For those who can't conceive naturally, fertility treatments provide an alternative -- albeit a costly one.
Fifteen states require some level of health insurance coverage for infertility diagnosis and treatment, according to the National Conference of State Legislatures. But don't get too excited if you live in one of them. Even with insurance coverage, big obstacles and big costs likely will stand in the way of motherhood or fatherhood.
Some state laws include waiting periods, and some don't mandate enough coverage to pay for the entire treatment. Some exclude certain procedures, like in vitro fertilization (IVF). Other laws fail to define what infertility means or what treatment entails, which can complicate matters when dealing with health insurance claims.
Only about 10 percent of health insurers cover IVF, according to the InterNational Council on Infertility Information Dissemination. At least 5 million American couples are infertile, the council says; of those, about 2 million can't conceive without IVF. An estimated 7.3 million Americans are affected by infertility, according to RESOLVE: The National Infertility Association.
The IVF procedure and its associated medication can cost roughly $10,000 to $15,000 per couple, the infertility council says.
Several states have laws that require insurers to tell potential policyholders that insurance for infertility is available in the state -- but don't require insurers to actually provide it.
In California, for example, insurers must inform group insurance providers (namely employers) that infertility coverage is available from some insurance companies in the state, according to the infertility council. Yet these insurers actually don't have to offer infertility coverage themselves. And even if they do offer coverage, employers don't have to include infertility coverage in the insurance packages they offer their workers.
Here are the 15 states that have laws regarding health insurance coverage for infertility diagnosis and treatment: Arkansas, California, Connecticut, Hawaii, Illinois, Louisiana, Maryland, Massachusetts, Montana, New Jersey, New York, Ohio, Rhode Island, Texas and West Virginia.
Buying extra coverage
If a policy does not cover IVF, it may be possible to add a rider, which will provide coverage for something not included in your standard health insurance plan. But the cost can be prohibitive. Deductibles and co-payments might be involved as well.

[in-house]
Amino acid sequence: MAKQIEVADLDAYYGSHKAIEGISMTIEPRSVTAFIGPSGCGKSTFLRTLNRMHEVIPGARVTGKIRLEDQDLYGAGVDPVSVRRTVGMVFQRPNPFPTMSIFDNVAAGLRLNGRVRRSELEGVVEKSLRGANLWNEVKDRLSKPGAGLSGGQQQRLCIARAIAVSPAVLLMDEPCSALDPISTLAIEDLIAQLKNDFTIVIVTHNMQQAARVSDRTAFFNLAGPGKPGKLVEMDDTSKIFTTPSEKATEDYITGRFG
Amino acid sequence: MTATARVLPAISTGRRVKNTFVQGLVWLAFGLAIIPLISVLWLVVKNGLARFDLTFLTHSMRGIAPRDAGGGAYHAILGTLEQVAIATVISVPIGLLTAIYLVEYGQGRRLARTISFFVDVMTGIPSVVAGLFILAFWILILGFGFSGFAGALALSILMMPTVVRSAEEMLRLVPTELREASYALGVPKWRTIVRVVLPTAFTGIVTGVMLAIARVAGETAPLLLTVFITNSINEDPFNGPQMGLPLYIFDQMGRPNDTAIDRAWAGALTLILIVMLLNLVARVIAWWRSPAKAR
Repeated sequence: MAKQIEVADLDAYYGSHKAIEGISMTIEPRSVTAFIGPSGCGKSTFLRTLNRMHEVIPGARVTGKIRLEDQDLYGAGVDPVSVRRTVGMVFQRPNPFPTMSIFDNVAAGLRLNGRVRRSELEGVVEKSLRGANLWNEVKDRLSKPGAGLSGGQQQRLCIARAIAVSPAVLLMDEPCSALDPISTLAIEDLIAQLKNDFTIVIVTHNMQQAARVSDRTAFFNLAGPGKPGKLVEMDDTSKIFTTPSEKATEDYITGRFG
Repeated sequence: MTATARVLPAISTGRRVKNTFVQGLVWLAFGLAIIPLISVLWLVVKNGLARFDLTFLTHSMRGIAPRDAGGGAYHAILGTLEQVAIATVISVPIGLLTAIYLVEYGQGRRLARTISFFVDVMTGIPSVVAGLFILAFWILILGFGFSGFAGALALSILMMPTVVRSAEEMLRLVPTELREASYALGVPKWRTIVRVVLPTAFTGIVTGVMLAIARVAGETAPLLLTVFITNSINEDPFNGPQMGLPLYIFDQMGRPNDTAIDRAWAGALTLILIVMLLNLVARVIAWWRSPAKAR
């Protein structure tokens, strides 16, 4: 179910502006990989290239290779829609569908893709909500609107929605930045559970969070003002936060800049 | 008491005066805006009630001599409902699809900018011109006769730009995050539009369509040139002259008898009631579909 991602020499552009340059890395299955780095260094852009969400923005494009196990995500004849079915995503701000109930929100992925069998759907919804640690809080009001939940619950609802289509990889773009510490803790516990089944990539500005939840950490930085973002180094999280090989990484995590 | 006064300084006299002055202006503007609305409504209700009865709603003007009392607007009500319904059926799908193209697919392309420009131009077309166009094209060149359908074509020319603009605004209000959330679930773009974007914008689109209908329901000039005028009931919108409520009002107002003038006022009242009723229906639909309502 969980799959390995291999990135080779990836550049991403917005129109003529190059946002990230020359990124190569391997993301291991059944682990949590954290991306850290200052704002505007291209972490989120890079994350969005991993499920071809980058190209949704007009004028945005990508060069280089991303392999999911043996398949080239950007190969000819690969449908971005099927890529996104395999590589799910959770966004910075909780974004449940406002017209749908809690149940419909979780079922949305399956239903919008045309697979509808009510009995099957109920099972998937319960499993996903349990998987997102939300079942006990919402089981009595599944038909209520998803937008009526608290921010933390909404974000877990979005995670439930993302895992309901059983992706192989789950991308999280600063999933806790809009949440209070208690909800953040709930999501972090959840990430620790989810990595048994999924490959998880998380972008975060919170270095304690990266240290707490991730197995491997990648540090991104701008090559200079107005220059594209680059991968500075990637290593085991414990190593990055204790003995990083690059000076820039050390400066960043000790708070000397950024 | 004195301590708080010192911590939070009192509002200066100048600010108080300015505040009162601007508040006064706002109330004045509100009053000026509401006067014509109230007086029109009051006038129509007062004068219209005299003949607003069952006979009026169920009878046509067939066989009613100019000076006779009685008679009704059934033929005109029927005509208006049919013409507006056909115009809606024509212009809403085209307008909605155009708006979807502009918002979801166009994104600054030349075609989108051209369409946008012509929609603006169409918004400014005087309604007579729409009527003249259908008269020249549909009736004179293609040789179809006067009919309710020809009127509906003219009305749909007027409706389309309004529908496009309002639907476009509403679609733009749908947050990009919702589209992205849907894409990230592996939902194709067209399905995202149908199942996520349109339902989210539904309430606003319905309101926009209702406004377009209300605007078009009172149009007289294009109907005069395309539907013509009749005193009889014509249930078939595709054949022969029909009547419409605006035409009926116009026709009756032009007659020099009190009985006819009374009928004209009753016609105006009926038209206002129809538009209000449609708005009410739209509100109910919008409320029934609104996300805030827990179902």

Nancy Hemenway, executive director of the InterNational Council on Infertility Information Dissemination, says: "Often, you are better off saving your money and paying for the treatment yourself, because a policy or rider will cost too much if you have already been diagnosed as having a fertility issue. And if you don't admit the diagnosis, that's insurance fraud."
Cases in point
Massachusetts has one of the more generous laws when it comes to infertility coverage. All insurers offering pregnancy benefits must cover diagnosis and treatment of infertility as well, according to the National Conference of State Legislatures.
When Cheryl Alkon and her husband had their first child, she opted out of her husband's policy -- which didn't cover IVF -- as well as out of her employer's policy, which originated in Pennsylvania and wasn't subject to the Massachusetts regulations.
Instead, Alkon bought a policy on the individual market to cover her IVF treatment, doctor's bills and artificial insemination. It didn't cover her medications, however, which resulted in out-of-pocket costs of about $2,000, in addition to her monthly premiums. The couple had a second child under a different policy offered through Blue Cross Blue Shield of Massachusetts. That policy, at $500 a month, did cover medications, as well as up to six attempts at IVF.
Meanwhile, Melinda Chan and her husband had coverage through Microsoft when she underwent infertility treatments. The company provided $15,000 coverage for IVF treatment -- but the diagnosis and drug coverage were separate from that amount. Chan estimates she spent about $4,000 in out-of-pocket expenses for two rounds of IVF.
Even when coverage is mandated and offered, the mechanics of infertility treatment can be daunting. And they might be designed to keep couples from using the benefits, Hemenway says.
"I worked with a couple where the husband had a vasectomy and the reversal wasn't successful," she says. "Since he'd had a vasectomy, the insurance company tried to say they weren't infertile and they didn't have to cover IVF."
That couple ended up accessing the benefits by using the wife's endometriosis as the reason for infertility.
What should be covered?
The infertility council's Hemenway says state-mandated coverage isn't foolproof, as insurers do look for ways around it.
"I'd rather see (coverage) as voluntary, in part because a lot of reproductive endocrinologists don't want to deal with the hassle of insurance and the reduction in fees that the (insurance) companies negotiate," she says.
RESOLVE supports state and federal legislation that would require insurers to cover the costs of "appropriate" medical treatment for infertility.
"Public policymakers, employers and insurers have been slow to recognize infertility as a disease. The time to change this is now," the group says on its website.
Infertile couples "should not have to spend their life savings, second mortgage their home, or incur thousands of dollars of debt to treat a disease and to fulfill a fundamental aspect of life the desire to bear children and raise a family," RESOLVE says.
For more information about infertility treatment, visit the websites of these organizations: